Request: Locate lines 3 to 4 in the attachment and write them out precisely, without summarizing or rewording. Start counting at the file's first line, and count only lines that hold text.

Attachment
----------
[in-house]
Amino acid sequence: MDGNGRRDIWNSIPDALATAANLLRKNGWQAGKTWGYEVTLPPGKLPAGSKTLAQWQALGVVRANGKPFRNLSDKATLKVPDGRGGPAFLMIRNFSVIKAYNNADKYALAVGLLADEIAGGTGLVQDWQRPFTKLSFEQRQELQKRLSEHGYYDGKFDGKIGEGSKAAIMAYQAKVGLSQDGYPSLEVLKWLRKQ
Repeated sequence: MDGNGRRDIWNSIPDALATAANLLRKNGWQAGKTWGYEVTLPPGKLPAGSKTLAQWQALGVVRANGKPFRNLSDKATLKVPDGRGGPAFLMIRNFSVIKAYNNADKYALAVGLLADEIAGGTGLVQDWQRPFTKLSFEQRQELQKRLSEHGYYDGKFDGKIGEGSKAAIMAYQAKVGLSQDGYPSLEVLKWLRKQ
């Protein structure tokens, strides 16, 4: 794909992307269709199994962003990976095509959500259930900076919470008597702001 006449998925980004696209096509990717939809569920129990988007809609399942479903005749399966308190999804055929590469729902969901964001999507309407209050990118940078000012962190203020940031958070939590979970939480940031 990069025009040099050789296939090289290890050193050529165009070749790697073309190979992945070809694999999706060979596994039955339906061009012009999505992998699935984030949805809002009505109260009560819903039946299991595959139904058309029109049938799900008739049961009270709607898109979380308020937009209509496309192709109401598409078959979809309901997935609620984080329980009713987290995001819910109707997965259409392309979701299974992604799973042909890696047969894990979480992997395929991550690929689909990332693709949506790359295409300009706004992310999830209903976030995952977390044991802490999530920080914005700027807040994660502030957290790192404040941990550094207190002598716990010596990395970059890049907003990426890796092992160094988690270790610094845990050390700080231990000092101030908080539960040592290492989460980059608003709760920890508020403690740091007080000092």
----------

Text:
Repeated sequence: MDGNGRRDIWNSIPDALATAANLLRKNGWQAGKTWGYEVTLPPGKLPAGSKTLAQWQALGVVRANGKPFRNLSDKATLKVPDGRGGPAFLMIRNFSVIKAYNNADKYALAVGLLADEIAGGTGLVQDWQRPFTKLSFEQRQELQKRLSEHGYYDGKFDGKIGEGSKAAIMAYQAKVGLSQDGYPSLEVLKWLRKQ
């Protein structure tokens, strides 16, 4: 794909992307269709199994962003990976095509959500259930900076919470008597702001 006449998925980004696209096509990717939809569920129990988007809609399942479903005749399966308190999804055929590469729902969901964001999507309407209050990118940078000012962190203020940031958070939590979970939480940031 990069025009040099050789296939090289290890050193050529165009070749790697073309190979992945070809694999999706060979596994039955339906061009012009999505992998699935984030949805809002009505109260009560819903039946299991595959139904058309029109049938799900008739049961009270709607898109979380308020937009209509496309192709109401598409078959979809309901997935609620984080329980009713987290995001819910109707997965259409392309979701299974992604799973042909890696047969894990979480992997395929991550690929689909990332693709949506790359295409300009706004992310999830209903976030995952977390044991802490999530920080914005700027807040994660502030957290790192404040941990550094207190002598716990010596990395970059890049907003990426890796092992160094988690270790610094845990050390700080231990000092101030908080539960040592290492989460980059608003709760920890508020403690740091007080000092």